The case of Chile is a good example of what Mexico should have done. In Chile there was a special tax that would gradually decrease, the longer capital stayed within the country.  They also employed a higher than average minimum bank reserve for money being loaned to foreign investors[1]. Sure this type of policy would reduce the amount of investment, but it would have been a disincentive for investors to pull their money out of the country so quickly, while being an incentive for the investors to tread much more cautiously then they did in Mexico. In Chile, interestingly enough, these policies did not slow the growth rate[2]. Mexico, in its desire to attract investment, tried to reach its final goal without going through the necessary steps in the way. It tried to hop from A to C without going through B. What would be of Mexico today had things been managed differently in 1994? It is hard to say, however it is quite evident that had the financial markets been more strictly regulated, a more reduced ratio (a healthier ratio) between portfolio investment and foreign direct investment would have resulted, providing higher levels of real growth. It is preferable to have a reduced amount of capital inflows that are manageable, then a massive quantity of inflows that prove to be unsustainable, uncontrollable and unpredictable. Unsustainable, because of the rising interest rate, which forced the central bank to sell foreign reserves, thus making it impossible to pay back its debt. Uncontrollable, for the market was unregulated and the investment was mostly short-run, lower risk, and higher liquidity. Unpredictable because it is hard to know what people will do in the future. Speculation is useful but not always accurate.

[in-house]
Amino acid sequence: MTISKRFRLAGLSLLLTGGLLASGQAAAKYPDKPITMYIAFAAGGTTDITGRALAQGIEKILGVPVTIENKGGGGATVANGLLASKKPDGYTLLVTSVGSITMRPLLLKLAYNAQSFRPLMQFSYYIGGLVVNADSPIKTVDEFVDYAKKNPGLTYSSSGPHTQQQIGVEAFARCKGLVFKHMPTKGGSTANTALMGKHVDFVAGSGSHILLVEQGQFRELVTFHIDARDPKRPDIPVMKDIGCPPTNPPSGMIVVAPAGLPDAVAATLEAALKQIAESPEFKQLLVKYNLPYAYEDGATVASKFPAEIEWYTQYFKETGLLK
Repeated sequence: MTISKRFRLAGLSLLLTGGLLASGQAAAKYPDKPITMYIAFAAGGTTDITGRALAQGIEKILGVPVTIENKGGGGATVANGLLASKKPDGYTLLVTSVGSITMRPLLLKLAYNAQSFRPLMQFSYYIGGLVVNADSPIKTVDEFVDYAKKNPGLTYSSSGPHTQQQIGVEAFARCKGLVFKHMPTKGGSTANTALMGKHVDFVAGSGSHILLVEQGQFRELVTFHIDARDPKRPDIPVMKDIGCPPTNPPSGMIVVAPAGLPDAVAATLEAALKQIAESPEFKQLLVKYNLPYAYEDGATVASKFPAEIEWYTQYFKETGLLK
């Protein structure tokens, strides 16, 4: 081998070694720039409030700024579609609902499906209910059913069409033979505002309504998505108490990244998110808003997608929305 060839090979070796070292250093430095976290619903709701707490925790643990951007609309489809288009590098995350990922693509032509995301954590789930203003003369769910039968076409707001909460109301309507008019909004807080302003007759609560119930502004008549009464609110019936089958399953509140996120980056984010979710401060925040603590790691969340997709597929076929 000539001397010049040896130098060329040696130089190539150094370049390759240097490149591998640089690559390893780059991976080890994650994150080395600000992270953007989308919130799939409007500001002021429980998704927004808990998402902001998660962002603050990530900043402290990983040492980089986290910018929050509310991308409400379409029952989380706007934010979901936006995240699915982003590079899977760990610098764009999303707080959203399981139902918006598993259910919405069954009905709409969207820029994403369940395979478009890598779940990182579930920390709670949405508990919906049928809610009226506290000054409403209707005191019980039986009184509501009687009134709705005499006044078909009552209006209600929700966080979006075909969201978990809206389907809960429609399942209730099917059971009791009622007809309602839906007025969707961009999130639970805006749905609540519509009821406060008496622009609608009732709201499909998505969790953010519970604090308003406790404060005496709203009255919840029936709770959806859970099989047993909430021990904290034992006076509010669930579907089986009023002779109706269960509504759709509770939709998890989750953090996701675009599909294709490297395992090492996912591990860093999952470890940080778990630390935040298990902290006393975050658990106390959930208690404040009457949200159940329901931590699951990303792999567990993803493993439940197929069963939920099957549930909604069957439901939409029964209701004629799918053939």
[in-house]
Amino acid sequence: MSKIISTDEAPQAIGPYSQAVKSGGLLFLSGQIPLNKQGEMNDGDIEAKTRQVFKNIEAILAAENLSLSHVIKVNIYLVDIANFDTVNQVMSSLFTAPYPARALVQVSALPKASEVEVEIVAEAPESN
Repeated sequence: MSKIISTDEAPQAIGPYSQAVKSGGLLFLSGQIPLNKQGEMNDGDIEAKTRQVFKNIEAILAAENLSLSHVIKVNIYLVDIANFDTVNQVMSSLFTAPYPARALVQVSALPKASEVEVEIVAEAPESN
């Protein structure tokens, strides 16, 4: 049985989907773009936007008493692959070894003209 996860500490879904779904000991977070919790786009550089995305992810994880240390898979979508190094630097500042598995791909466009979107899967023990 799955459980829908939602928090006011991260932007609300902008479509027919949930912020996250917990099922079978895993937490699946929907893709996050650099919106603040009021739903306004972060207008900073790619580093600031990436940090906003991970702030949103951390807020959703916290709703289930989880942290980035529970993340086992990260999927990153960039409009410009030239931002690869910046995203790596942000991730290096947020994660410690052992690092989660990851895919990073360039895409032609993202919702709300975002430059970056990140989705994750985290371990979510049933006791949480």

[1] Froot, K, “The 1994-95 Mexican Peso Crisis”, 8